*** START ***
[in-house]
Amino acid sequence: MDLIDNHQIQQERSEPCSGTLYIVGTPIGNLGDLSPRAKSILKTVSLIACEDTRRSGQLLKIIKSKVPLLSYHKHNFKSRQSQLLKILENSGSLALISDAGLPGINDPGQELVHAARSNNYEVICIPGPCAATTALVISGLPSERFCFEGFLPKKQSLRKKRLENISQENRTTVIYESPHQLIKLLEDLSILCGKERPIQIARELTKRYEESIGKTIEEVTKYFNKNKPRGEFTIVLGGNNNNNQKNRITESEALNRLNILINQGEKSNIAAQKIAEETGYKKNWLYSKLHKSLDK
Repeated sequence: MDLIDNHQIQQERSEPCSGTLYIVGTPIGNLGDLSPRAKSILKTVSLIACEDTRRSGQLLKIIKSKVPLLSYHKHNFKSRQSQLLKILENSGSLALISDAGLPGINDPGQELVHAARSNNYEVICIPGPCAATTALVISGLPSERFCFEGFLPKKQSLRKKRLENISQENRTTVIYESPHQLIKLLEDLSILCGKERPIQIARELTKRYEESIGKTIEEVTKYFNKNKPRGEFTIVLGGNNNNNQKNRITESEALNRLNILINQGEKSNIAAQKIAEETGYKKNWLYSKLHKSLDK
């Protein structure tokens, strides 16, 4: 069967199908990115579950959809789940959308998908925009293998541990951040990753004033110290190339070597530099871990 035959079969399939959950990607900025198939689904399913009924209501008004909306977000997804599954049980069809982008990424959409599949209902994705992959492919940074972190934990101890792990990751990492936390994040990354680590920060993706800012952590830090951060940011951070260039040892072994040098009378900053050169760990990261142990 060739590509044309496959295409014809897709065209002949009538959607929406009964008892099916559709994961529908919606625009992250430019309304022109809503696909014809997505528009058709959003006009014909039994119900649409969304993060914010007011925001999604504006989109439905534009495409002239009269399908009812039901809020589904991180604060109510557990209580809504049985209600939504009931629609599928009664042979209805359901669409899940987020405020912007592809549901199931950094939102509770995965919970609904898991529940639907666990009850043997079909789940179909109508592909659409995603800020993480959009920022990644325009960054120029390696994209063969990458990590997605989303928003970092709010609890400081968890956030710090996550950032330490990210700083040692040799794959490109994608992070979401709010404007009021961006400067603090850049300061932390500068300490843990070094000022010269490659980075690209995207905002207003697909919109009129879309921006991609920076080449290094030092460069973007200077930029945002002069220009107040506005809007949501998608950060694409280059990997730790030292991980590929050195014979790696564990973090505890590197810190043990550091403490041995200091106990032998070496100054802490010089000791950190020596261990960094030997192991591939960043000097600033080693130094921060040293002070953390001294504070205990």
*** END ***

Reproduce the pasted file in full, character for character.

[in-house]
Amino acid sequence: MDLIDNHQIQQERSEPCSGTLYIVGTPIGNLGDLSPRAKSILKTVSLIACEDTRRSGQLLKIIKSKVPLLSYHKHNFKSRQSQLLKILENSGSLALISDAGLPGINDPGQELVHAARSNNYEVICIPGPCAATTALVISGLPSERFCFEGFLPKKQSLRKKRLENISQENRTTVIYESPHQLIKLLEDLSILCGKERPIQIARELTKRYEESIGKTIEEVTKYFNKNKPRGEFTIVLGGNNNNNQKNRITESEALNRLNILINQGEKSNIAAQKIAEETGYKKNWLYSKLHKSLDK
Repeated sequence: MDLIDNHQIQQERSEPCSGTLYIVGTPIGNLGDLSPRAKSILKTVSLIACEDTRRSGQLLKIIKSKVPLLSYHKHNFKSRQSQLLKILENSGSLALISDAGLPGINDPGQELVHAARSNNYEVICIPGPCAATTALVISGLPSERFCFEGFLPKKQSLRKKRLENISQENRTTVIYESPHQLIKLLEDLSILCGKERPIQIARELTKRYEESIGKTIEEVTKYFNKNKPRGEFTIVLGGNNNNNQKNRITESEALNRLNILINQGEKSNIAAQKIAEETGYKKNWLYSKLHKSLDK
């Protein structure tokens, strides 16, 4: 069967199908990115579950959809789940959308998908925009293998541990951040990753004033110290190339070597530099871990 035959079969399939959950990607900025198939689904399913009924209501008004909306977000997804599954049980069809982008990424959409599949209902994705992959492919940074972190934990101890792990990751990492936390994040990354680590920060993706800012952590830090951060940011951070260039040892072994040098009378900053050169760990990261142990 060739590509044309496959295409014809897709065209002949009538959607929406009964008892099916559709994961529908919606625009992250430019309304022109809503696909014809997505528009058709959003006009014909039994119900649409969304993060914010007011925001999604504006989109439905534009495409002239009269399908009812039901809020589904991180604060109510557990209580809504049985209600939504009931629609599928009664042979209805359901669409899940987020405020912007592809549901199931950094939102509770995965919970609904898991529940639907666990009850043997079909789940179909109508592909659409995603800020993480959009920022990644325009960054120029390696994209063969990458990590997605989303928003970092709010609890400081968890956030710090996550950032330490990210700083040692040799794959490109994608992070979401709010404007009021961006400067603090850049300061932390500068300490843990070094000022010269490659980075690209995207905002207003697909919109009129879309921006991609920076080449290094030092460069973007200077930029945002002069220009107040506005809007949501998608950060694409280059990997730790030292991980590929050195014979790696564990973090505890590197810190043990550091403490041995200091106990032998070496100054802490010089000791950190020596261990960094030997192991591939960043000097600033080693130094921060040293002070953390001294504070205990």